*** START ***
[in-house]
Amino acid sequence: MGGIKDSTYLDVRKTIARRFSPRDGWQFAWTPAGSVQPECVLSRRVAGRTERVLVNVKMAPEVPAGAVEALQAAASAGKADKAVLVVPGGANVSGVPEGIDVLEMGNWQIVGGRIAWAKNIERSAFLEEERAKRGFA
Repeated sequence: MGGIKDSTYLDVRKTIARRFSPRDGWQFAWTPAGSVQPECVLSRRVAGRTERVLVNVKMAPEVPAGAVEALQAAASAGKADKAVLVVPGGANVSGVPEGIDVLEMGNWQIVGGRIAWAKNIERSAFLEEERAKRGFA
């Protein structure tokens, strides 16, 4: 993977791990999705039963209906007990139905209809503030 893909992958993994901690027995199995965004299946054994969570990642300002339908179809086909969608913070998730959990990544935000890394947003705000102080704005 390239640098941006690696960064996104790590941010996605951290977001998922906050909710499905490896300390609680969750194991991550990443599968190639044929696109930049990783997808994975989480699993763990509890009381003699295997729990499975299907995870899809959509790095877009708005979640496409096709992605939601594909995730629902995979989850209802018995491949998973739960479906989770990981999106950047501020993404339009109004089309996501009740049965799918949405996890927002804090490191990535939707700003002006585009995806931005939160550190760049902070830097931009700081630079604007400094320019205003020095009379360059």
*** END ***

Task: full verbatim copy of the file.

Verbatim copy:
[in-house]
Amino acid sequence: MGGIKDSTYLDVRKTIARRFSPRDGWQFAWTPAGSVQPECVLSRRVAGRTERVLVNVKMAPEVPAGAVEALQAAASAGKADKAVLVVPGGANVSGVPEGIDVLEMGNWQIVGGRIAWAKNIERSAFLEEERAKRGFA
Repeated sequence: MGGIKDSTYLDVRKTIARRFSPRDGWQFAWTPAGSVQPECVLSRRVAGRTERVLVNVKMAPEVPAGAVEALQAAASAGKADKAVLVVPGGANVSGVPEGIDVLEMGNWQIVGGRIAWAKNIERSAFLEEERAKRGFA
């Protein structure tokens, strides 16, 4: 993977791990999705039963209906007990139905209809503030 893909992958993994901690027995199995965004299946054994969570990642300002339908179809086909969608913070998730959990990544935000890394947003705000102080704005 390239640098941006690696960064996104790590941010996605951290977001998922906050909710499905490896300390609680969750194991991550990443599968190639044929696109930049990783997808994975989480699993763990509890009381003699295997729990499975299907995870899809959509790095877009708005979640496409096709992605939601594909995730629902995979989850209802018995491949998973739960479906989770990981999106950047501020993404339009109004089309996501009740049965799918949405996890927002804090490191990535939707700003002006585009995806931005939160550190760049902070830097931009700081630079604007400094320019205003020095009379360059």